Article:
I'm a big fan of (hand) tapping/clapping/slapping to physically grasp and play rhythm, not using spoken-word as S.W. does not utilize the muscle groups (associated with the hands/fingers/arms) that will ultimately need to accurately produce those rhythms. (Singers are the exception here.) The spoken-word approach will, at some point, need to be converted to actual tactile, muscular, cerebral AND visceral understanding/feel of physical movement.
    I also own a pair of drumsticks - NO drums yet.
    Thanks.
     
    Last edited: Sep 13, 2017
    RBrownBass likes this.
  12. Bob_Ross

    Bob_Ross Supporting Member

    Dec 29, 2012
    Ah, but the flip side of that argument is that "spoken language" is the most intuitive way of conveying precise, complex rhythm(s)! Because

    We
    Don't
    Talk
    Like
    This
    When We
    Try To
    Have A
    Con-ver-sa-tion... (imagine that spoken sentence strictly married to a 120bpm martial beat, quarter notes, then eighth notes, etc.)

    We talk like this, which, if you juxtaposed this entire sentence against a metronomic beat, would have to be transcribed as some elaborate series of nested tuplets and over-the-barline syncopations.

    The first time a musician encounters 16th-note quintuplets after a lifetime of simple [sic] metric subdivisions, their head explodes; how do you even derive five of anything from duple or triple rhythms?!?!
    Easy; you speak it: Say "deuteronamy".

    "Mississippi hot dog" (or "David Baker Jazz Lick") is a brilliant reduction of the sound-object made by that simple rhythmic phrase, because it makes the language of music familiar to people who are more intimately connected to the language of speech. Apply that same approach "up the food chain" and you wind up with music like the Lutoslawski string quartet, or Frank Zappa's early 1980s guitar improvisations (which, when transcribed, look more dense and rhythmically complex than a Brian Ferneyhough or Elliott Carter composition, but are actually just note mappings onto conversational speech rhythms).
     
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  13. hdiddy

    hdiddy Official Forum Flunkee Supporting Member

    Mar 16, 2004
    Richmond, CA
    How ma-ny times do I count this x4
     
  14. Don Kasper

    Don Kasper Supporting Member

    Lots to consider here.
    My first question then, regarding the OP's question, is - what "spoken-language" device would you use to convey continuous/even 32 notes at 120bpm?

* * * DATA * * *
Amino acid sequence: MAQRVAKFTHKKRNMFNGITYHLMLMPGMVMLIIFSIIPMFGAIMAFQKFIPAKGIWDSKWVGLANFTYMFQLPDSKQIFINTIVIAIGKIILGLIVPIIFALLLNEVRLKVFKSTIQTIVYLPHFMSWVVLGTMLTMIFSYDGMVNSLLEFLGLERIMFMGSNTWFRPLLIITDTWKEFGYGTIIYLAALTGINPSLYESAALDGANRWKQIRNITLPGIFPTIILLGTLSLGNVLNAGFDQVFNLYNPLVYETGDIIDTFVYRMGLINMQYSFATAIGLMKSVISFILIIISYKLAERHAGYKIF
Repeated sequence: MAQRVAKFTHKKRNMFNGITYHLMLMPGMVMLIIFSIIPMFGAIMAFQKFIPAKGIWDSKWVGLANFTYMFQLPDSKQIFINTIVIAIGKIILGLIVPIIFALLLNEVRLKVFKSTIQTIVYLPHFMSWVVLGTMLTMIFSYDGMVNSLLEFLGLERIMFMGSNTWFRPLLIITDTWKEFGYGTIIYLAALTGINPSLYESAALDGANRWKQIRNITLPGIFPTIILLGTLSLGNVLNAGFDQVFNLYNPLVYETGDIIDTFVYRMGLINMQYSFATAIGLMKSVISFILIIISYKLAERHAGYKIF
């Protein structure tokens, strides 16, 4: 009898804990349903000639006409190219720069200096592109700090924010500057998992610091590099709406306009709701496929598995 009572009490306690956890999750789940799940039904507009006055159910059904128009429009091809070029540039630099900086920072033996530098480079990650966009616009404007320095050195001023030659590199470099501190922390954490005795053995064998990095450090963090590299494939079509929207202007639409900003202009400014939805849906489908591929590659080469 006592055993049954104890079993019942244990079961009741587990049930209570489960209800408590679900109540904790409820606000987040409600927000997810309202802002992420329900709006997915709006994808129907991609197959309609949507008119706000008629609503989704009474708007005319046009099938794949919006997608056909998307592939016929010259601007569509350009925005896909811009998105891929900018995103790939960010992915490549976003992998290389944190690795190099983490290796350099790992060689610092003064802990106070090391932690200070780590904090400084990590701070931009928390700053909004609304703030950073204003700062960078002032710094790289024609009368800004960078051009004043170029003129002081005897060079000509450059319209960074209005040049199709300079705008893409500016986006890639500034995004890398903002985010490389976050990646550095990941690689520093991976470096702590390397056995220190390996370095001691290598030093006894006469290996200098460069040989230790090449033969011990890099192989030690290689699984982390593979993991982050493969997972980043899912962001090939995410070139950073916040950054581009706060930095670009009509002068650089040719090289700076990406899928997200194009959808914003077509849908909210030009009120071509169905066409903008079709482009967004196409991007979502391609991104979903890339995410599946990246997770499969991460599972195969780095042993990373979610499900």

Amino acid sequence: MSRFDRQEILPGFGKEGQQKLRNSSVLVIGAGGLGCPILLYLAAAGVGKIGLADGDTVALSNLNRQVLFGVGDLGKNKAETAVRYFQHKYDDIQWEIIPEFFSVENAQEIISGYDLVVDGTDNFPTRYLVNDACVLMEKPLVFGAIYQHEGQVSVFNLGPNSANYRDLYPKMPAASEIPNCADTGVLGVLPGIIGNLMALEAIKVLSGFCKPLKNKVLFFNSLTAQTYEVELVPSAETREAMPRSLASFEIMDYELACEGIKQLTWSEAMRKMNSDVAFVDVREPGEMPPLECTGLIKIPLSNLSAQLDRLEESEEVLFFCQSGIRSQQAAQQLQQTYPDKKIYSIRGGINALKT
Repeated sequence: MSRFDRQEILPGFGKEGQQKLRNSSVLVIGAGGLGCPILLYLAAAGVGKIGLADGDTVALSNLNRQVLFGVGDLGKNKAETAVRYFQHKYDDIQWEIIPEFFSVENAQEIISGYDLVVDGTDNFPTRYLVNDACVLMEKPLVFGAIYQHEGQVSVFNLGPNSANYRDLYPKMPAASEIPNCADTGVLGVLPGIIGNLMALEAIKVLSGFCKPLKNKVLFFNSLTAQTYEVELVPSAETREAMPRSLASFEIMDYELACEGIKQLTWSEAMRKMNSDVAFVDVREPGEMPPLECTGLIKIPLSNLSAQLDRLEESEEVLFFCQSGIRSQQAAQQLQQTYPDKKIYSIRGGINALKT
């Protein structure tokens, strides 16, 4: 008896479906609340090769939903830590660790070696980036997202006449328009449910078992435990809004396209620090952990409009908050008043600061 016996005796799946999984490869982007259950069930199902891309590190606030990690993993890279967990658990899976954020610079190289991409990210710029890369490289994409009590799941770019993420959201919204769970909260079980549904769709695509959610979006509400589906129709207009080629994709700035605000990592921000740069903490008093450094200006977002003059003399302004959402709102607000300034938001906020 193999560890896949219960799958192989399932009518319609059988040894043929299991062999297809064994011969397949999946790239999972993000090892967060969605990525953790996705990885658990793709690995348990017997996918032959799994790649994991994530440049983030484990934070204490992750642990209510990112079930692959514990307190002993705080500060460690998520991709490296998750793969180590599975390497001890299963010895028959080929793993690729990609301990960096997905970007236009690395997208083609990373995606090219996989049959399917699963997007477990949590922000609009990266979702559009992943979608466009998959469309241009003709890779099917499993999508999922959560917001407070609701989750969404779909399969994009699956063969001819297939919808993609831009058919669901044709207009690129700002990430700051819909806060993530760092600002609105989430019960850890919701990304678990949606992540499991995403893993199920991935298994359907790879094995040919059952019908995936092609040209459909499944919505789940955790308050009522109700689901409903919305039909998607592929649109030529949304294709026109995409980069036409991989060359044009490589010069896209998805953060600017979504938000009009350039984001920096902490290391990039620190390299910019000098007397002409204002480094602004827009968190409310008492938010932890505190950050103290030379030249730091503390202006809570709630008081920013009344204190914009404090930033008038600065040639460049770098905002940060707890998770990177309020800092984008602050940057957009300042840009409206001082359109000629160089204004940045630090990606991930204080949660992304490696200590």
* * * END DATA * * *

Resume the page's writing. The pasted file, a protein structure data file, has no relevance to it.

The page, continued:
Thanks for your interest, Bob.
     
  15. Bob_Ross

    Bob_Ross Supporting Member

    Dec 29, 2012
    Asked & answered in post #2: "shigga-digga-bigga-doody" ...or post #3: "tikataka bakataka"

    (Whether the musician can get their lips/tongue around that at tempo is sort of irrelevant, given that it will take practice to get their fingers around continuous/even 32 notes at 120bpm on their instrument also.)
     
  16. Don Kasper

    Don Kasper Supporting Member

    I had no idea that these were serious responses. Live and Learn.

    I thought the "relevant" point of this method and device IS to be able to vocalize the rhythm so that the speaker is able to accurately produce the rhythm?

    Different Strokes, Mileage, Maternal Army Boots, etc.
    And, finally, in the words of Sly Stone - "Boom Shaka-Laka-Laka, Boom Shaka-Laka-Laka!".
    Thanks for your interest and civility - I appreciate both.
     
  17. Tom Lane

    Tom Lane Gold Supporting Member

    Apr 28, 2011
    Torrance, CA
    Interesting.... so, Don's right that I can't, as of now anyway, say any of these syllabifications at 120 bpm, but, I don't mind because I can say them fast enough to help me improvise lines without losing my place or fooling myself that I'm playing in 4 when I was really in 3, and probably as they become more familiar to me, I'll be able to increase the speed some.

    So, I'm still grateful for the suggestions!
     
  18. basspraiser

    basspraiser Jammin for the Lamb! Supporting Member

    Dec 8, 2006
    Chicago - NW Burbs

    Ahhhhh.. That's me as well
     
  19. hdiddy

    hdiddy Official Forum Flunkee Supporting Member

    Mar 16, 2004
    Richmond, CA
    I still don't fully understand the ask. Why do you need to count in 32nds?

    And who are you referring to playing the footprints bridge?.Ron Carter ?
     
  20. mc900ftj

    mc900ftj Supporting Member

    Jan 21, 2014
    Q: "How do you count 32nd notes?"
    A: Quickly. :)